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This may be the most important housing chart of springtime 2021

This may be the most important housing chart of springtime 2021

My longform housing market analysis is almost complete, and will probably get posted later today or tomorrow at Seeking Alpha. I’ll post a link here once that is done.

In the meantime, consider the following. The Case Shiller national house price index had another sharp increase in February, and is now up 11.2% YoY, the highest rate since the days of the housing bubble in 2002 (green in the graph below):

Meanwhile, look at inventory (gold). In absolute terms, the seasonally adjusted inventory of new homes for sale bottomed last August and October. Last August inventory was down -12.3% YoY. As of last month, it was only down -4.6% YoY. At this rate of change, it will be *up* YoY by about May.

Strength in housing and cars, oh my!

Strength in housing and cars, oh my!

The two consumer goods which turn down before recessions, and up before recoveries, are houses and motor vehicles, in that order.
Since January housing permits and starts came out yesterday, let’s take a look at both.

First, while housing starts retreated slightly from their December levels, the more leading and less volatile permits, and the even less volatile single family permits, both made new 14 year highs. The below graph normalizes all three series to 100 as of yesterday’s report, better to show the long term context:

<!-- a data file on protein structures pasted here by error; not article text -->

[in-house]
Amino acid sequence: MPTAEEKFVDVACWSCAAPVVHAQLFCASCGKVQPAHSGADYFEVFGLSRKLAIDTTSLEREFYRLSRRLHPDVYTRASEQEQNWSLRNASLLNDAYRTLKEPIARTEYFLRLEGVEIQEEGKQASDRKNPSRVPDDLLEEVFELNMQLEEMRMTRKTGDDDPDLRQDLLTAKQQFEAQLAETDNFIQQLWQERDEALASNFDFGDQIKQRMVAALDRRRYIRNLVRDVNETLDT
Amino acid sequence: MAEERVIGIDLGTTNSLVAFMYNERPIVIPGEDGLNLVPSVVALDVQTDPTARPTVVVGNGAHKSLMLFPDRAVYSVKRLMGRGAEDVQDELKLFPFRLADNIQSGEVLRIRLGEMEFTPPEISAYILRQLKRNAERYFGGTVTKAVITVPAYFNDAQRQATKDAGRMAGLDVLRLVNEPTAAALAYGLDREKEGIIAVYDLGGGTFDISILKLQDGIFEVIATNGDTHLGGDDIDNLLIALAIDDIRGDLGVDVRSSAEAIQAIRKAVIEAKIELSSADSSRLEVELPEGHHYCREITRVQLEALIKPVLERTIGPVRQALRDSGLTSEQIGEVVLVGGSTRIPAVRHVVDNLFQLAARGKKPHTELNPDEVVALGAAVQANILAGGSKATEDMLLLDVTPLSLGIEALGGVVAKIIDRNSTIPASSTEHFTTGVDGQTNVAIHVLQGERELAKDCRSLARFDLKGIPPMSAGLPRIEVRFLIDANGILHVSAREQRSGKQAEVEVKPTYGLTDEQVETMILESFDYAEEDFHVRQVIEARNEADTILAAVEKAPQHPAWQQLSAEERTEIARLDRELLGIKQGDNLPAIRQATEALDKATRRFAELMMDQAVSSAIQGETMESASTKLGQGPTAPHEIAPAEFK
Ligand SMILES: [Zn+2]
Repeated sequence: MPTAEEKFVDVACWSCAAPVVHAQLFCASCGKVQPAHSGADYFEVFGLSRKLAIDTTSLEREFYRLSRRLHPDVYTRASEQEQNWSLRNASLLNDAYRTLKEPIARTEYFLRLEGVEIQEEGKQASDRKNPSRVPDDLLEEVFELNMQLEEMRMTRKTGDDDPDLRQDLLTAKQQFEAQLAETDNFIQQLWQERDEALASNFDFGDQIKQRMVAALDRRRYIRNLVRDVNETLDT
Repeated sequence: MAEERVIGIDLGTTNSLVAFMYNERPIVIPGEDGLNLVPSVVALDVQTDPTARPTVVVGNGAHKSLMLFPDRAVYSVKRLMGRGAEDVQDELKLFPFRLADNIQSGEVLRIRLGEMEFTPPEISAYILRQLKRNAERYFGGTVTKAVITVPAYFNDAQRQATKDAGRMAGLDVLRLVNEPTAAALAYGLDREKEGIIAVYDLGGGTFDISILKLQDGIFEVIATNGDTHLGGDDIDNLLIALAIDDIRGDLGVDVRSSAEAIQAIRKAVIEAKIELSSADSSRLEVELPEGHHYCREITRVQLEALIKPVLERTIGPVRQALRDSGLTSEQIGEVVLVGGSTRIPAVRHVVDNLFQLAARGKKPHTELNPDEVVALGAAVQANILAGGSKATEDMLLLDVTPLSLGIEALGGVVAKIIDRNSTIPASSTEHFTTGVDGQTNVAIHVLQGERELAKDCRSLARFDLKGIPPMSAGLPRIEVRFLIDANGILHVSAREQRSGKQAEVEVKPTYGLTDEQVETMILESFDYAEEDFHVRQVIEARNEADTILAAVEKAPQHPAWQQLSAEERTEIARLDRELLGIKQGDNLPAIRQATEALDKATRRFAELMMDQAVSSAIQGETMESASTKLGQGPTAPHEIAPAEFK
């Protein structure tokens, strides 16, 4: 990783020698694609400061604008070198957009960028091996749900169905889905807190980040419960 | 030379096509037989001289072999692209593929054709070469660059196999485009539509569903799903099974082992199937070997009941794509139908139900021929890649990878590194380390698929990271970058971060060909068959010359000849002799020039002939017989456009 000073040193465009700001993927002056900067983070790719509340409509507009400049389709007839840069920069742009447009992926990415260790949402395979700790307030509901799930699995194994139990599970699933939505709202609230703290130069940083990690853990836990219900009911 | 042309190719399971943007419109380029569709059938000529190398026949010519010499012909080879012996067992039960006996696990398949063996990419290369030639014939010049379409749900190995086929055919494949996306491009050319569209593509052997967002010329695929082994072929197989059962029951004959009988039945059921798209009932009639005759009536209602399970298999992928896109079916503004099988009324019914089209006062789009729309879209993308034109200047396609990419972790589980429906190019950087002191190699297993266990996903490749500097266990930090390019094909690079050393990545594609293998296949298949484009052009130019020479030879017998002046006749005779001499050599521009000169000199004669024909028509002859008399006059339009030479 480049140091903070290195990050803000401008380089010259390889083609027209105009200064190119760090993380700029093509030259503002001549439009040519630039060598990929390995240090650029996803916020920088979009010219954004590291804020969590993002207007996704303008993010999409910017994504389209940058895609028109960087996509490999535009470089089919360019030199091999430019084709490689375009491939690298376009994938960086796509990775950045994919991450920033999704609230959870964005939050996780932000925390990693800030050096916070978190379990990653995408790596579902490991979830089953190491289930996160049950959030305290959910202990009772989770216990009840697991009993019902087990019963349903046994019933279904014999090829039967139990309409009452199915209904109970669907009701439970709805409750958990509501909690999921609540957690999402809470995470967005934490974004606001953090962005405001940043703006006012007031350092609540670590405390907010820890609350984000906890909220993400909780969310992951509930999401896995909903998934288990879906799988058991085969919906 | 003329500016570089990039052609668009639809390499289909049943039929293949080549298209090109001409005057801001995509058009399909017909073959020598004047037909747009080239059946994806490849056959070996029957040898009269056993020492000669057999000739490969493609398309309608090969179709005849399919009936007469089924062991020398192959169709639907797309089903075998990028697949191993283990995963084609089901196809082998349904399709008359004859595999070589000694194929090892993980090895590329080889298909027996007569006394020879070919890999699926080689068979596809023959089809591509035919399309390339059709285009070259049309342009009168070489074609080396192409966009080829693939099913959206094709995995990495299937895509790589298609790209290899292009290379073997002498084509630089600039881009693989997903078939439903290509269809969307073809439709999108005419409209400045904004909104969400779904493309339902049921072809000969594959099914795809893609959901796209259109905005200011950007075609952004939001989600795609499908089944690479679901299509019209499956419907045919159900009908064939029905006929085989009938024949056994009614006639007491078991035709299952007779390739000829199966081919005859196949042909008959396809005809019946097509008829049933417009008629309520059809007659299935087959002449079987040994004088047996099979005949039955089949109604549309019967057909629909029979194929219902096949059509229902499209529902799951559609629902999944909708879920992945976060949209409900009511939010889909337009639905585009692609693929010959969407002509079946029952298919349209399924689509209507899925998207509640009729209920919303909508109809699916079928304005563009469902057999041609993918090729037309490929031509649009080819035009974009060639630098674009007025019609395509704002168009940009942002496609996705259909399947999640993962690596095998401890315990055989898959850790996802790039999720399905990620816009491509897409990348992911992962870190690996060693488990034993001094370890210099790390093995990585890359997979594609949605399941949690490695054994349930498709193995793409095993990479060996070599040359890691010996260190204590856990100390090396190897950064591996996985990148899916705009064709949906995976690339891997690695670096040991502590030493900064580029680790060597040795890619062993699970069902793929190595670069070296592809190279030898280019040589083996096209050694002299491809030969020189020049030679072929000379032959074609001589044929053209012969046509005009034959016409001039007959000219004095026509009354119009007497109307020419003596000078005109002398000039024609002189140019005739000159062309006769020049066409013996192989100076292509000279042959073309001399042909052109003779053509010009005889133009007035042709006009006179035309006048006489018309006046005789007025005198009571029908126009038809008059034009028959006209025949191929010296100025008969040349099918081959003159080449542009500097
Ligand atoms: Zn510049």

Starts were not so high as in prior booms, but permits were higher than at virtually all past periods except for the early 1970s and the early 2000s bubble.

Dutch Domestic Demand Dragging Real Home Values

by Rebecca Wilder

Dutch Domestic Demand Dragging Real Home Values

Today Statistics Netherlands (CBS) warned ”House Prices Nosedive“.

Prices of existing owner-occupied dwellings sold in July 2012 were on average 8.0 percent down from July 2011. This is the most substantial price drop since the price index of existing residential property was first recorded in 1995.

In real terms and indexed to 2005, home values are down 10.1% over the year in July and dropped 21.3% since the August 2007 peak.

What explains this real depreciation in home values? I’ll give you one chart: the unemployment rate.

The labor market is sinking, and taking with it household demand. Companies probably hoarded labor in the crisis – the peak to trough drop in GDP was 4.9% versus a 1.6% cyclical drop in employment around that period. However, in late 2011 employment peaked and unemployment is surging – the quarterly employment data through March 2012 indicate a peak was seen in Q3 2011.
On balance, the downtrend in Dutch home values is probably here to stay. FYI: the balance sheet of Dutch households and non-profits is roughly 2.5 times levered.

Rebecca Wilder